@Peter Kirn: Thank you for the response and the conversation. I agree that the main issue must be the disconnect, if certain people (e.g., DJ Broken Record and myself) are saying one thing from our experience and others are insisting that those experiences aren't grounded in what's available. I feel like I follow this stuff a lot more carefully than the average layperson, and I have ultimately been left feeling totally intimidated and alienated by something that is supposed to be as welcoming as an Arduino.

    As part of my volunteership, I teach digital video to teens in juvenile detention facilities. Half the time, they won't touch the camera because they are afraid they'll break it, or they are afraid to press play because the big red button, as inocuous as it is for those of us who are acculturated to specific techologies, is scary. I've found that what works best in terms of breaking that barrier is immediately going the hands-on, practical (i.e., hand-holding) route. I put cameras and lights and microphones in front of them and tell them what to do with them. Once they realize there's nothing to be afraid of, I'm able to explain what does what and introduce them to some of the vocabulary and basic theory that will allow them to experiment. Before they start, they know exactly what they are attempting to produce. And at the end of it, they actually have a finished product (a news broadcast) that they find interesting and useful.

    I feel like a lot of "getting started" projects don't go far enough to hold one's interest. If I did the equivalent of the "make an LED blink" or "turn a servo motor" at the center where I volunteer, I would lose everybody due to boredom. But if I similarly pushed them to make a short arthouse film based on a lot of advanced (though really interesting) theory, I'd similarly lose a majority of them as a result of the denseness. I feel like if people in your position could conceive of some "just right" projects and applications and put those front and center, it would be a huge help gettng people interested in the basic building blocks and going from there.

    @aidan: Some people get excited by an open sandbox. Others just feel confused and intimidated because they don't know how deep the rabbit hole goes. The attitude that if one hasn't figured something out then they just weren't interested enough seems like an elitist, exceptionalist attitude that great sites like these and the DIY "community" seem intent to break down.

  • aidan


    If my posts came off as snobby i'm sorry. with regard to your "just right" project, why not try the Wierd Sound Generator: (

    or the thingamagoop ( that peter has talked about in a number of posts on CDM.

    Any one of Eric Archer's kits ( are perfect for a beginner. Peter has also covered these many times on CDM.

    dip your toe dude!

  • Joseph

    @aidan: Thank you. Looking closely, I feel like the Thingamagoop is the most "just right" of the three you listed. The site design is really good, too. It's clean and highlights everything you'll be able to do with it in a fairly inviting manner. It also lets you know that people are working on expanding its abilities and that it could potentially be integrated with software as well, which is reassuring to people who don't want to feel like they are spending money on something that they can't implement within an existing software and controller-based setup.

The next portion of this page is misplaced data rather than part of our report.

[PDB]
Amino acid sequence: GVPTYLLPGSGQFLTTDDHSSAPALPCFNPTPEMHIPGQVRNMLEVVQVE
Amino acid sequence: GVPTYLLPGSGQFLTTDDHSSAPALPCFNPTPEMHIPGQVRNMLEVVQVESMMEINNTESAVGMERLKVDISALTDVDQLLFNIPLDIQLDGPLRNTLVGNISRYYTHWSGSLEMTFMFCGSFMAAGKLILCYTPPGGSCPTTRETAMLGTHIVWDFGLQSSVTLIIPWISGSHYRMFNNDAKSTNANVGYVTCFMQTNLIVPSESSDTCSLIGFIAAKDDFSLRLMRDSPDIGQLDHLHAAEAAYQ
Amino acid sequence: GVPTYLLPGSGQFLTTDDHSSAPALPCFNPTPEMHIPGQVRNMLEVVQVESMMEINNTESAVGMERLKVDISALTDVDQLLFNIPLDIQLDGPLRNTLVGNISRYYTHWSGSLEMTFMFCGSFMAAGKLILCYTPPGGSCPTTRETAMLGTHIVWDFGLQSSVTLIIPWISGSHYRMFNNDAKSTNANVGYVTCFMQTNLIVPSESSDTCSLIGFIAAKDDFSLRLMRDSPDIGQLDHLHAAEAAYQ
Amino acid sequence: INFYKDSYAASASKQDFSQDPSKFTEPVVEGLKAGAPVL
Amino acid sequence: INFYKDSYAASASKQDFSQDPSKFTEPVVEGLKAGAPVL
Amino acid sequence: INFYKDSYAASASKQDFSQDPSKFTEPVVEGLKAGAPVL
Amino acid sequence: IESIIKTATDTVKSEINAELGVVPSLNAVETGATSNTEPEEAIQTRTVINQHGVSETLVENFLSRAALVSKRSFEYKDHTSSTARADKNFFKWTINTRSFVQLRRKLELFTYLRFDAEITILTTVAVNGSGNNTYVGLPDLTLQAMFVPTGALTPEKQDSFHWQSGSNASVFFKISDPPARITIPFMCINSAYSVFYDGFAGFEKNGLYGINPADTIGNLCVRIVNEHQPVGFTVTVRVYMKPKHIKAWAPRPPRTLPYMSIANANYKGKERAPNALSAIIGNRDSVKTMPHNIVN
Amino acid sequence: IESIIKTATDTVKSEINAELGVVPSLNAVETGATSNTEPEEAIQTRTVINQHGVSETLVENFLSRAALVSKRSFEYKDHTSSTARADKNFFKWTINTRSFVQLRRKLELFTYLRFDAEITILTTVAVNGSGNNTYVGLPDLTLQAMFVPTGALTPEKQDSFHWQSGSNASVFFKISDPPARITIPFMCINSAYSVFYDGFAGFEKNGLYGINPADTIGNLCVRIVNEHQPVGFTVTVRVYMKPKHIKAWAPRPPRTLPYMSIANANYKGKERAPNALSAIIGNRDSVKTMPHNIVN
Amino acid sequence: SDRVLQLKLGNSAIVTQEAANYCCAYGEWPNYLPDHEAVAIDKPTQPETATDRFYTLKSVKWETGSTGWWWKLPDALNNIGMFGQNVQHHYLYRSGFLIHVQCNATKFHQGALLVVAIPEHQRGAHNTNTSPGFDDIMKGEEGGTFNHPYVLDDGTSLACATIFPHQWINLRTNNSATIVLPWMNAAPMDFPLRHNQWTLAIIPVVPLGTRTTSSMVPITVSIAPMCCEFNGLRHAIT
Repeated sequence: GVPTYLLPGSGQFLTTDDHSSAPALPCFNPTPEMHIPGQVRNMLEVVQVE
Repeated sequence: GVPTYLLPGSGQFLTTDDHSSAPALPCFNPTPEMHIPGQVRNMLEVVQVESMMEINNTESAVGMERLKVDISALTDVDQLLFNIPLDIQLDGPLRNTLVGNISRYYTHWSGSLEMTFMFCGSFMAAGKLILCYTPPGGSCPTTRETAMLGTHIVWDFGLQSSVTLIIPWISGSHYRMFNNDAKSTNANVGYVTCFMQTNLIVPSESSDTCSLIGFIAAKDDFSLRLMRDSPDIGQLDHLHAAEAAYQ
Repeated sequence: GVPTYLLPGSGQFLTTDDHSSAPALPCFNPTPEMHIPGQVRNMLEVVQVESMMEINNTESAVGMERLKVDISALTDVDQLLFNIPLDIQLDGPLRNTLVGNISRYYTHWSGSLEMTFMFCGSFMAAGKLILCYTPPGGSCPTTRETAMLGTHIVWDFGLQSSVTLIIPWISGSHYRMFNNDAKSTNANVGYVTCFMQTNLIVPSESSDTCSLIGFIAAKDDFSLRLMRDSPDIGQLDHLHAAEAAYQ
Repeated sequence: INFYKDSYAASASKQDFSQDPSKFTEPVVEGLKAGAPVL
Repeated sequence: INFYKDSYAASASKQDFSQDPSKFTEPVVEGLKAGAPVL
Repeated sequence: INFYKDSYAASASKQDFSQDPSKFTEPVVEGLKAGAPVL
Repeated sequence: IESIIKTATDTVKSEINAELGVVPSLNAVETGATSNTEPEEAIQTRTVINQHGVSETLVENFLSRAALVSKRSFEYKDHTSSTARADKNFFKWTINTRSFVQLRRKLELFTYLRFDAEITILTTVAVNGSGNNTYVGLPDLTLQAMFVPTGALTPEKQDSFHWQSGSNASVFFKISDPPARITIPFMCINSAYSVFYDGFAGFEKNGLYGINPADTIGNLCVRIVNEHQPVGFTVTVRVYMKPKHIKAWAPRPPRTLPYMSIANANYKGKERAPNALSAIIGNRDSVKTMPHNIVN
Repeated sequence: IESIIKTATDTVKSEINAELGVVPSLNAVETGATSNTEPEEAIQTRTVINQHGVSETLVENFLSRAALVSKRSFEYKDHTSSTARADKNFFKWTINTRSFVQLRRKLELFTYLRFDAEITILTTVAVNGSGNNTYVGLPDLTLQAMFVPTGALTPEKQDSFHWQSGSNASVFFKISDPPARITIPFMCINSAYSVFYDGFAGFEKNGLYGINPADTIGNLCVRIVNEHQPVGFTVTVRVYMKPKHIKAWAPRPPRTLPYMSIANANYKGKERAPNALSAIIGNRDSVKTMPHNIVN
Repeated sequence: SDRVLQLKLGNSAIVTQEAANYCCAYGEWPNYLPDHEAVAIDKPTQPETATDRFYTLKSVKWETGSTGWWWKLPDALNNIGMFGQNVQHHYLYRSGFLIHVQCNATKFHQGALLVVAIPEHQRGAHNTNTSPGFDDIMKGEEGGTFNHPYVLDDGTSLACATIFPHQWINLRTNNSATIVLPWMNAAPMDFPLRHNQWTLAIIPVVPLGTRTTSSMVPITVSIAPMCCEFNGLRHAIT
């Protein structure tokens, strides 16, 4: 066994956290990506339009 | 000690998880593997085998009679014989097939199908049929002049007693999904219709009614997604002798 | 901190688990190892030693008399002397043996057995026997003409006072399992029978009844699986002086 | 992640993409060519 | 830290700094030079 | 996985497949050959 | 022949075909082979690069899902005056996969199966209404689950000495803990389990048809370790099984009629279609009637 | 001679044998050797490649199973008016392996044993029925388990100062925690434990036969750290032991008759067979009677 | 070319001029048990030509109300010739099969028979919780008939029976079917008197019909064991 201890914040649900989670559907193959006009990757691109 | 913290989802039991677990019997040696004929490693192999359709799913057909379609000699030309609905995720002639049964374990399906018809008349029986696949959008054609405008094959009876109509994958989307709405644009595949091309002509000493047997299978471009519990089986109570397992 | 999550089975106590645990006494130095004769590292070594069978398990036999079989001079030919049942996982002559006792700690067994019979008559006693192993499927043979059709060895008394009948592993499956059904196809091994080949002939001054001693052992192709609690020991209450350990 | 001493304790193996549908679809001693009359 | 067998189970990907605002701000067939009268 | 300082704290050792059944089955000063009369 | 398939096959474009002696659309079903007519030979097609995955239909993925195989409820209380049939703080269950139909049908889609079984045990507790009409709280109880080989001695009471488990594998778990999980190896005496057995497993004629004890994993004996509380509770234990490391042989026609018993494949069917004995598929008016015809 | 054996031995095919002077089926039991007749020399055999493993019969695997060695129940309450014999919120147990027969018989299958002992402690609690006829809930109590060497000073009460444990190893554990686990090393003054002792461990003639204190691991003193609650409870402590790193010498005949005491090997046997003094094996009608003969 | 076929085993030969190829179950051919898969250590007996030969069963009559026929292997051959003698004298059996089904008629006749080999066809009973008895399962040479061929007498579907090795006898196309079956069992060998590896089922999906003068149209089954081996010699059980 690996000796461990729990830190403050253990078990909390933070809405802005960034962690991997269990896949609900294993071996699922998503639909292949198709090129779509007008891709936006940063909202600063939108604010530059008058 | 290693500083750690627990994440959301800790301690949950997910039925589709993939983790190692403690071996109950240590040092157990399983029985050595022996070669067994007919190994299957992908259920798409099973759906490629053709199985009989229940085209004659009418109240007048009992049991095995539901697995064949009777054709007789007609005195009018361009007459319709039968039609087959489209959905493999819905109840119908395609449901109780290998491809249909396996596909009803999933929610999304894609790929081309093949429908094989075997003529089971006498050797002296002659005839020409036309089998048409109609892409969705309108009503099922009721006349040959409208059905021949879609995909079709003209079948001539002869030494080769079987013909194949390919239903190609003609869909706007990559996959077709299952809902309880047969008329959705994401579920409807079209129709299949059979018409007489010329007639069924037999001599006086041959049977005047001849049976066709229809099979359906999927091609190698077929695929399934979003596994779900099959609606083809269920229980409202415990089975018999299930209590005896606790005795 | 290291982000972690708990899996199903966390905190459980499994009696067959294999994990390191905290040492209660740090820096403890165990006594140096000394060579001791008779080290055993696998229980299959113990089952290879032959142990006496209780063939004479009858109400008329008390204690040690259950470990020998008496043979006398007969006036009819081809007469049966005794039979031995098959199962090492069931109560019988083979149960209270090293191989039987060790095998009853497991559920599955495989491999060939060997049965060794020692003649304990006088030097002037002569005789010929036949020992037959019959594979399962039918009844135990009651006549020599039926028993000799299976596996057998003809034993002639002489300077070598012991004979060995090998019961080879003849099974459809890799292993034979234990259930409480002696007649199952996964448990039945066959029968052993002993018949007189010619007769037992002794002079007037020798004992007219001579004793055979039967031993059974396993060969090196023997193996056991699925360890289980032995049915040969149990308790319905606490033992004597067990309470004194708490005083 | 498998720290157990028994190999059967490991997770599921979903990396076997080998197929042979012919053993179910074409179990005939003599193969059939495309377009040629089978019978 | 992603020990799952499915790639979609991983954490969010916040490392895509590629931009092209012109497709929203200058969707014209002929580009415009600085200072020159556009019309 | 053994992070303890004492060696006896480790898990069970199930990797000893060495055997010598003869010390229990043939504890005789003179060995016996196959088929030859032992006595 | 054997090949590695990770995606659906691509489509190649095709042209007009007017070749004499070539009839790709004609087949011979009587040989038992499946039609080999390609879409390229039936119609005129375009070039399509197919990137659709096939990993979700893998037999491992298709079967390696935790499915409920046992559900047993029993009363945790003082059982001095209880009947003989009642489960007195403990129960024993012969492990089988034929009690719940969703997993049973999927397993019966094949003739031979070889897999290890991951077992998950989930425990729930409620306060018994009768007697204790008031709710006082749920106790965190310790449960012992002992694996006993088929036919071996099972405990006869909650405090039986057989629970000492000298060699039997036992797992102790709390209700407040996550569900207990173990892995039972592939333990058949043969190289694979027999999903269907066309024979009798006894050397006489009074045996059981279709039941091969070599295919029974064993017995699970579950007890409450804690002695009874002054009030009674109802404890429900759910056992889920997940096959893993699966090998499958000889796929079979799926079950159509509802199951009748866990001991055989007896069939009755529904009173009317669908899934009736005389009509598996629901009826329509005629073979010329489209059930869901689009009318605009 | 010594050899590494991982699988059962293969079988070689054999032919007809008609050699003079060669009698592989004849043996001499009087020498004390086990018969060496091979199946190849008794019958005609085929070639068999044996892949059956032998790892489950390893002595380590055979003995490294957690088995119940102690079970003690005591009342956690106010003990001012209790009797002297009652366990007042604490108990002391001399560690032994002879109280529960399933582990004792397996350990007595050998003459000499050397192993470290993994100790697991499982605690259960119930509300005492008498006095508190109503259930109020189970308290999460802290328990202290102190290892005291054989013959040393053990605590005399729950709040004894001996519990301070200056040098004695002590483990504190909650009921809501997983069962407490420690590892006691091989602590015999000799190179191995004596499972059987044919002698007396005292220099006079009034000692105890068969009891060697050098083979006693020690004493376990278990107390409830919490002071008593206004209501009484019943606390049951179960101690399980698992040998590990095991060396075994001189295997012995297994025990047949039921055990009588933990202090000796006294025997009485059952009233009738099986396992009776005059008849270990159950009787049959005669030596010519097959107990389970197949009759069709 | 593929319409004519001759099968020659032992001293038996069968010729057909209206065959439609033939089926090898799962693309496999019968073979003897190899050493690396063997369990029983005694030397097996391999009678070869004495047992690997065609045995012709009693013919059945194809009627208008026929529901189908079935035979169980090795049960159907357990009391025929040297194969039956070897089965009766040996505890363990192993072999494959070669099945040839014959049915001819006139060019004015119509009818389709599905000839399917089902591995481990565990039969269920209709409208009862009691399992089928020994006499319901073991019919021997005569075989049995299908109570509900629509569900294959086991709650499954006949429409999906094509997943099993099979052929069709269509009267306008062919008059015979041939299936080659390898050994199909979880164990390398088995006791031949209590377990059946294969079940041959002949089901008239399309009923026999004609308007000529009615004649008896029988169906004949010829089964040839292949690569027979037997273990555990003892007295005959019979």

I am contrasting that with the site of the Weird Sound Generator, which is poorly designed and written for anybody but people who are pre-literate in DIY electronics.

    I must have missed the February 4th post because it was titled "DIY Community: Austin a Hotbed of Inventive Hardware You Can Build and Use," and my brain is conditioned to gloss over such a title due to the issues enumerated above. Peter, I wonder if it would be worth creating a "for beginners" tag or something similar.

  • Joseph

    Apologies, the above should state "poorly designed and not written for."

  • Nathan Wooster

    I agree that DIY can be a money and time sink. That is what is great about events like Handmade Music Austin – all tools and parts are provided, and the instructors make sure you have something that works in 2 or 3 hours.

    I got started building PAIA kits ( They are classic, economical, and useful. As far as I can tell they haven't changed their prices much in 12 years.

    Audio DIY goes way beyond electronics too. There are all sorts of ways of mounting microphones, soundproofing rooms, treating instruments, etc… which you can do yourself.

  • aidan

    i agree with the WSG site being awful to look at. the project itself is a really good introduction to analog oscillators, filters, etc.

    i do agree that he actually obfuscates what's going on with the baby talk though!

  • aidan

    also, if you had a group of like minded friends that share interests in music tech it can be a really rewarding experience to work on a project as a group. i recently built an arduinome with 4 friends (we built 5). i had previous electronics experience but little or no clue about the software side of things. my friends were the opposite. i think we all benefited from each others knowledge. it was also damn good fun.

    i would recommend getting to a workshop if one comes up in your area. chances are you'll find some really nice people that are just like you – interested in trying something different with little or know previous experience.

  • Josh

    so disclaimer, its 5 am and i'm not going to be able to tie everything together here, but:

    i think that "willingness/interest to research" is one of the important parameters here.

    take the arduinome, for example. the monome community is great…but it's a horrrribly inefficient way to share information. it's my sense that it started as kind of a group research/collaboration, and the community's structure is good for that. but if you just want to show up to the site, and be told how to build an arduinome, that's not going to happen. the arduinome was my first arduino project, and i seriously spent about a year just poking around the monome forums every once in a while until i knew enough (and got over the fear) to start buying parts and building. it's not linear at all.